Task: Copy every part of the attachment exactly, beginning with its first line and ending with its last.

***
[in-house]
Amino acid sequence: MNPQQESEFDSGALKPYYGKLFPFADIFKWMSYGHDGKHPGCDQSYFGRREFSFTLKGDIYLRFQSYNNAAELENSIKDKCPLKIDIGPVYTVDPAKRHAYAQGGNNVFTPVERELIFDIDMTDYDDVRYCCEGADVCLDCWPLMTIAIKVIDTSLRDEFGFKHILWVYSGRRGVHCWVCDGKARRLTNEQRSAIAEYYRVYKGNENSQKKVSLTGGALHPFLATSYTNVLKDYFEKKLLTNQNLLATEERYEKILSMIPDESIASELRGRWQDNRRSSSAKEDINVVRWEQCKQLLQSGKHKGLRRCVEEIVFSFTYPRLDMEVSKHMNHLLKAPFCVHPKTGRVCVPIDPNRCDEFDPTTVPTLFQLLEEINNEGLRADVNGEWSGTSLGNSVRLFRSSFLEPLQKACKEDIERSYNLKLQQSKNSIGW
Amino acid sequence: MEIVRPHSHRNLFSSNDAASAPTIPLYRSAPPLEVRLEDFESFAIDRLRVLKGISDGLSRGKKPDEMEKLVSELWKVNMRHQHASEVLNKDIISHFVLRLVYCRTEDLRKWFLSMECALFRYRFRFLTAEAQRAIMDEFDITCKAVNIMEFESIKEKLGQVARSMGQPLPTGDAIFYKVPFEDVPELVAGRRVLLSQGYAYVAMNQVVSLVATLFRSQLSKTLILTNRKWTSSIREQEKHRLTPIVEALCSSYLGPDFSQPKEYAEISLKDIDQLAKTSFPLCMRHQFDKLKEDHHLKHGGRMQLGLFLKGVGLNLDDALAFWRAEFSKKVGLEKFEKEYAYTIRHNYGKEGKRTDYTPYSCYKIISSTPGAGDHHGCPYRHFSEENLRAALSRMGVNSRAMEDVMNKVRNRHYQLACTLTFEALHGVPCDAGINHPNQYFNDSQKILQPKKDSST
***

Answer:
[in-house]
Amino acid sequence: MNPQQESEFDSGALKPYYGKLFPFADIFKWMSYGHDGKHPGCDQSYFGRREFSFTLKGDIYLRFQSYNNAAELENSIKDKCPLKIDIGPVYTVDPAKRHAYAQGGNNVFTPVERELIFDIDMTDYDDVRYCCEGADVCLDCWPLMTIAIKVIDTSLRDEFGFKHILWVYSGRRGVHCWVCDGKARRLTNEQRSAIAEYYRVYKGNENSQKKVSLTGGALHPFLATSYTNVLKDYFEKKLLTNQNLLATEERYEKILSMIPDESIASELRGRWQDNRRSSSAKEDINVVRWEQCKQLLQSGKHKGLRRCVEEIVFSFTYPRLDMEVSKHMNHLLKAPFCVHPKTGRVCVPIDPNRCDEFDPTTVPTLFQLLEEINNEGLRADVNGEWSGTSLGNSVRLFRSSFLEPLQKACKEDIERSYNLKLQQSKNSIGW
Amino acid sequence: MEIVRPHSHRNLFSSNDAASAPTIPLYRSAPPLEVRLEDFESFAIDRLRVLKGISDGLSRGKKPDEMEKLVSELWKVNMRHQHASEVLNKDIISHFVLRLVYCRTEDLRKWFLSMECALFRYRFRFLTAEAQRAIMDEFDITCKAVNIMEFESIKEKLGQVARSMGQPLPTGDAIFYKVPFEDVPELVAGRRVLLSQGYAYVAMNQVVSLVATLFRSQLSKTLILTNRKWTSSIREQEKHRLTPIVEALCSSYLGPDFSQPKEYAEISLKDIDQLAKTSFPLCMRHQFDKLKEDHHLKHGGRMQLGLFLKGVGLNLDDALAFWRAEFSKKVGLEKFEKEYAYTIRHNYGKEGKRTDYTPYSCYKIISSTPGAGDHHGCPYRHFSEENLRAALSRMGVNSRAMEDVMNKVRNRHYQLACTLTFEALHGVPCDAGINHPNQYFNDSQKILQPKKDSST